Shoppers stock up on merchandise at a Sam’s Club store on January 12, 2018 in Streamwood, Illinois.
Scott Olson | Getty Images
Walmart and its big-box warehouse subsidiary Sam’s Club accused rival retailer BJ’s Wholesale Club in a lawsuit filed Tuesday of stealing technology that powers a popular self-checkout option in the Sam’s Club mobile app.
The suit, filed in federal court, claims Walmart worked for years to develop Scan & Go, a feature that lets Sam’s Club customers ring up purchases on their smartphones while walking through the store, allowing them to avoid a checkout line.
It also notes that Walmart holds multiple patents protecting the intellectual property for the self-checkout feature, which debuted in 2016. Scan & Go has become more popular since the Covid-19 pandemic began in the U.S. in early 2020 as shoppers adopted social distancing and contactless checkout.
Walmart alleges its “innovations were simply taken without permission” by BJ’s, which launched its contactless offering, ExpressPay, in late 2021.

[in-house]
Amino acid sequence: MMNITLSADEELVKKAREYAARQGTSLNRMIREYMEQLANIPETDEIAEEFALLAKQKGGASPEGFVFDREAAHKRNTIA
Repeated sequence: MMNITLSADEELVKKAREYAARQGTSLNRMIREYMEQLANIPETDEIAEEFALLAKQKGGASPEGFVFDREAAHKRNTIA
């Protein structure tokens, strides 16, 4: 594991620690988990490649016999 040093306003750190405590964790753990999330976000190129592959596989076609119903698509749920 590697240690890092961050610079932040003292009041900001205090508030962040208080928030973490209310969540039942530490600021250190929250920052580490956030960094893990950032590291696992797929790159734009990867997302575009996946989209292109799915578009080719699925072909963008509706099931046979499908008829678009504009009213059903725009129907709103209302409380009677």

“Express Pay is an apparent copy of Sam’s Club’s Scan & Go, merely changing the in-app colors and changing the name from Scan & Go to Express Pay,” the lawsuit says.
As a result, the suit claims, BJ’s has infringed on Walmart’s patent rights, causing “significant damages and irreparable harm.”
The lawsuit was filed in a U.S. District Court in Orlando, Florida. Walmart and BJ’s both declined to comment on the suit, which was first reported by Bloomberg Law.
The legal action comes as warehouse clubs such as Sam’s Club, BJ’s and Costco have seen sales surge during the Covid pandemic, with Americans stockpiling large quantities of toilet paper and food, cooking more at home, and moving to homes in the suburbs with larger pantries.
Sam’s Club, which has served as a tech incubator for Walmart, has looked to technology as a competitive advantage against other retailers. It touted Scan & Go last month in its first-ever Super Bowl ad, which featured comedian and actor Kevin Hart.
Scan & Go is now available at Walmart locations, as a perk for shoppers who sign up for Walmart+, a subscription-based service that Walmart launched to deepen customer loyalty and better compete with Amazon Prime.
Sam’s Club does not disclose customer data, but Walmart said the retailer’s membership hit a record high in the fourth quarter.
Same-store sales at Sam’s Club grew 10.4% in the fourth quarter of 2021, compared with the year-ago period, excluding fuel.
That rate was nearly double the sales growth of Walmart’s U.S. same-store sales during the same period.